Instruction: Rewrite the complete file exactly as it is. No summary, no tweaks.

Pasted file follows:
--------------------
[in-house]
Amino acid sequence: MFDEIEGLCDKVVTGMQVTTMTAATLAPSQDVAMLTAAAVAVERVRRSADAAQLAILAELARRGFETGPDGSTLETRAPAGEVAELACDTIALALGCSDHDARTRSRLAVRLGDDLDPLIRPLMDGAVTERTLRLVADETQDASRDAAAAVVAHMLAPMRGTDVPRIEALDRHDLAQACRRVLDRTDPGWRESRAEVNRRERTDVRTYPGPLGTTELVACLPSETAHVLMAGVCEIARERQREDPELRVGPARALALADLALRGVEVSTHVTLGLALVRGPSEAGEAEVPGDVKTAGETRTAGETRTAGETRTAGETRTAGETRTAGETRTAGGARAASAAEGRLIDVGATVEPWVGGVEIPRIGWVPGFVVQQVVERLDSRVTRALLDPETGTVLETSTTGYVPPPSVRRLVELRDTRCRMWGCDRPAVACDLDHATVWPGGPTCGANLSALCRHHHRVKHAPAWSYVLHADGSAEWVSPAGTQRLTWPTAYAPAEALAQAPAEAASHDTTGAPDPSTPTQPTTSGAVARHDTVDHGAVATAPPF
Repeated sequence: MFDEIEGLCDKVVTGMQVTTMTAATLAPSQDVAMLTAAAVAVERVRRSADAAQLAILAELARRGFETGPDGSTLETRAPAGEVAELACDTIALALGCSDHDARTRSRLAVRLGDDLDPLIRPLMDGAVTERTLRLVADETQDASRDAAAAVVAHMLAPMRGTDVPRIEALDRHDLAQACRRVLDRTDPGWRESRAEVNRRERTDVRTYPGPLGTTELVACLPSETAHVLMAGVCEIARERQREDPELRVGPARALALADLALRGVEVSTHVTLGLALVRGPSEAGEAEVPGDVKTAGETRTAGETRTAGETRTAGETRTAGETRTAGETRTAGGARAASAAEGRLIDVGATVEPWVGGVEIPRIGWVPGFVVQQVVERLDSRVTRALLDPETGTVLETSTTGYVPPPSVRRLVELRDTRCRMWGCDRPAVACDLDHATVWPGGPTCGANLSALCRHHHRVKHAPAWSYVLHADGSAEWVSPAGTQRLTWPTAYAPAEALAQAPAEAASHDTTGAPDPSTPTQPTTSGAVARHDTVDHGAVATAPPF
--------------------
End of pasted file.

[in-house]
Amino acid sequence: MFDEIEGLCDKVVTGMQVTTMTAATLAPSQDVAMLTAAAVAVERVRRSADAAQLAILAELARRGFETGPDGSTLETRAPAGEVAELACDTIALALGCSDHDARTRSRLAVRLGDDLDPLIRPLMDGAVTERTLRLVADETQDASRDAAAAVVAHMLAPMRGTDVPRIEALDRHDLAQACRRVLDRTDPGWRESRAEVNRRERTDVRTYPGPLGTTELVACLPSETAHVLMAGVCEIARERQREDPELRVGPARALALADLALRGVEVSTHVTLGLALVRGPSEAGEAEVPGDVKTAGETRTAGETRTAGETRTAGETRTAGETRTAGETRTAGGARAASAAEGRLIDVGATVEPWVGGVEIPRIGWVPGFVVQQVVERLDSRVTRALLDPETGTVLETSTTGYVPPPSVRRLVELRDTRCRMWGCDRPAVACDLDHATVWPGGPTCGANLSALCRHHHRVKHAPAWSYVLHADGSAEWVSPAGTQRLTWPTAYAPAEALAQAPAEAASHDTTGAPDPSTPTQPTTSGAVARHDTVDHGAVATAPPF
Repeated sequence: MFDEIEGLCDKVVTGMQVTTMTAATLAPSQDVAMLTAAAVAVERVRRSADAAQLAILAELARRGFETGPDGSTLETRAPAGEVAELACDTIALALGCSDHDARTRSRLAVRLGDDLDPLIRPLMDGAVTERTLRLVADETQDASRDAAAAVVAHMLAPMRGTDVPRIEALDRHDLAQACRRVLDRTDPGWRESRAEVNRRERTDVRTYPGPLGTTELVACLPSETAHVLMAGVCEIARERQREDPELRVGPARALALADLALRGVEVSTHVTLGLALVRGPSEAGEAEVPGDVKTAGETRTAGETRTAGETRTAGETRTAGETRTAGETRTAGGARAASAAEGRLIDVGATVEPWVGGVEIPRIGWVPGFVVQQVVERLDSRVTRALLDPETGTVLETSTTGYVPPPSVRRLVELRDTRCRMWGCDRPAVACDLDHATVWPGGPTCGANLSALCRHHHRVKHAPAWSYVLHADGSAEWVSPAGTQRLTWPTAYAPAEALAQAPAEAASHDTTGAPDPSTPTQPTTSGAVARHDTVDHGAVATAPPF